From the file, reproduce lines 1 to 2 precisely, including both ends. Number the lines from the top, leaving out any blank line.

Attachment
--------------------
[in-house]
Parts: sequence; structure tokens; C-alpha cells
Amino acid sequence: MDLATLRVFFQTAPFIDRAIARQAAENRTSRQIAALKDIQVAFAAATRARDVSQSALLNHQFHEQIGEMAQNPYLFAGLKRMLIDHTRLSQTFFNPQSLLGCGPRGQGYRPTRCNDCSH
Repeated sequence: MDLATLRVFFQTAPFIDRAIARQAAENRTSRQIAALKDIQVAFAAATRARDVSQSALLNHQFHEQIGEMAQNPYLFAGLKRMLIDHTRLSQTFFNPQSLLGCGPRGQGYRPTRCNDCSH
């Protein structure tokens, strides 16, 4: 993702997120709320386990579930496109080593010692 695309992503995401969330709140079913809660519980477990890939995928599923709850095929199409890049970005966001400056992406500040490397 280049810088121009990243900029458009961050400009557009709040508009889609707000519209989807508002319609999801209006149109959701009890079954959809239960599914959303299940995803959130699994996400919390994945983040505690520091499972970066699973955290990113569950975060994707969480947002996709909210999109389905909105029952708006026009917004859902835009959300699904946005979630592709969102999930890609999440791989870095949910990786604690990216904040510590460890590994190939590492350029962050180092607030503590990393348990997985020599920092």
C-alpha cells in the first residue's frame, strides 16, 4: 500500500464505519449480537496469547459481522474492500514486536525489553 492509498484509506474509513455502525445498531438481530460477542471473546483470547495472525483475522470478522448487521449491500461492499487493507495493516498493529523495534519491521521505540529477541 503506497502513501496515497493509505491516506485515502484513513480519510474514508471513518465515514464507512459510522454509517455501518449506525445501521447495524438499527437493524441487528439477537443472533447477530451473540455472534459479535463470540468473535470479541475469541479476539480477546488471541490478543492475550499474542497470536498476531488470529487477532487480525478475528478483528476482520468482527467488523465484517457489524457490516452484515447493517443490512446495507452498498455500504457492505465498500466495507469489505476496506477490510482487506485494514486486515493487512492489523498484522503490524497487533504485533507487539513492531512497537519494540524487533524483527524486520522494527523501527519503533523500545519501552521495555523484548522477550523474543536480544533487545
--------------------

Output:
[in-house]
Parts: sequence; structure tokens; C-alpha cells